When George Clooney left ER in 1999, executive producer John Wells began to conceive the series finale of his NBC drama. Okay, maybe he was a tad premature, but he realized that it was quite possible that all of ER’s original cast members would eventually jump ship (as they did) and he wanted to be prepared. And he insists that his plans for the two-hour finale on April 2 at 9 p.m. (preceded by a one-hour retrospective) haven’t changed much over the past decade. “I really wanted to say to the audience, ‘This place is still here, and if you took the wrong off-ramp in Chicago, you’d end up in front of the hospital where these people have always worked,'” says Wells, who penned the final episode, which is currently shooting in Los Angeles.
Actually, the long good-bye to County General has been going on since November: Early cast members Noah Wyle (Dr. Carter), Laura Innes (Dr. Weaver), and Anthony Edwards (Dr. Greene) have already guest-starred. And Clooney — whose return as Dr. Doug Ross is one of the worst-kept secrets in TV — will be joined by costars Julianna Margulies (Nurse Hathaway) and Eriq La Salle (Dr. Benton) for much-anticipated cameo appearances throughout March sweeps. Wells won’t say exactly when we’ll see them (nor will NBC confirm reports that Clooney will appear March 12), but he does suggest that fans set their TiVos ASAP. “You should not expect them all to be in the finale,” warns Wells. “We’ve spread them out over the season. I didn’t want to do something like somebody dies, or there is a celebration, or the hospital closes, so that’s why everybody comes back. I wanted it to be natural.” He’ll confirm one star for the finale: Wyle, the one original cast member who has appeared in the most episodes of ER.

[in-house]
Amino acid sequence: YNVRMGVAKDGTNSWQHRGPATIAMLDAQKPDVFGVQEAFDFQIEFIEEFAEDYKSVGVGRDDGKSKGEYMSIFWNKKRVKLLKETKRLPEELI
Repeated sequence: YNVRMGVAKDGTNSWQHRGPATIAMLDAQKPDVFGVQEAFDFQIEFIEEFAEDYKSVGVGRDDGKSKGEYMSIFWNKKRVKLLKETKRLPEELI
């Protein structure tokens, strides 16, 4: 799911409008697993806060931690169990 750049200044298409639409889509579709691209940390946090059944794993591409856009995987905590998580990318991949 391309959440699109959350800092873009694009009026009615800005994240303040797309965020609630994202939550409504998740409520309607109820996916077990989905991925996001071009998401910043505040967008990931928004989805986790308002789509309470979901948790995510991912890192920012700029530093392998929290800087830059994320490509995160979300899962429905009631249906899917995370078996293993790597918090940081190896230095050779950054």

For more about ER — including how it almost got pink-slipped by NBC before it went on the air in 1994 — check out the latest issue of EW.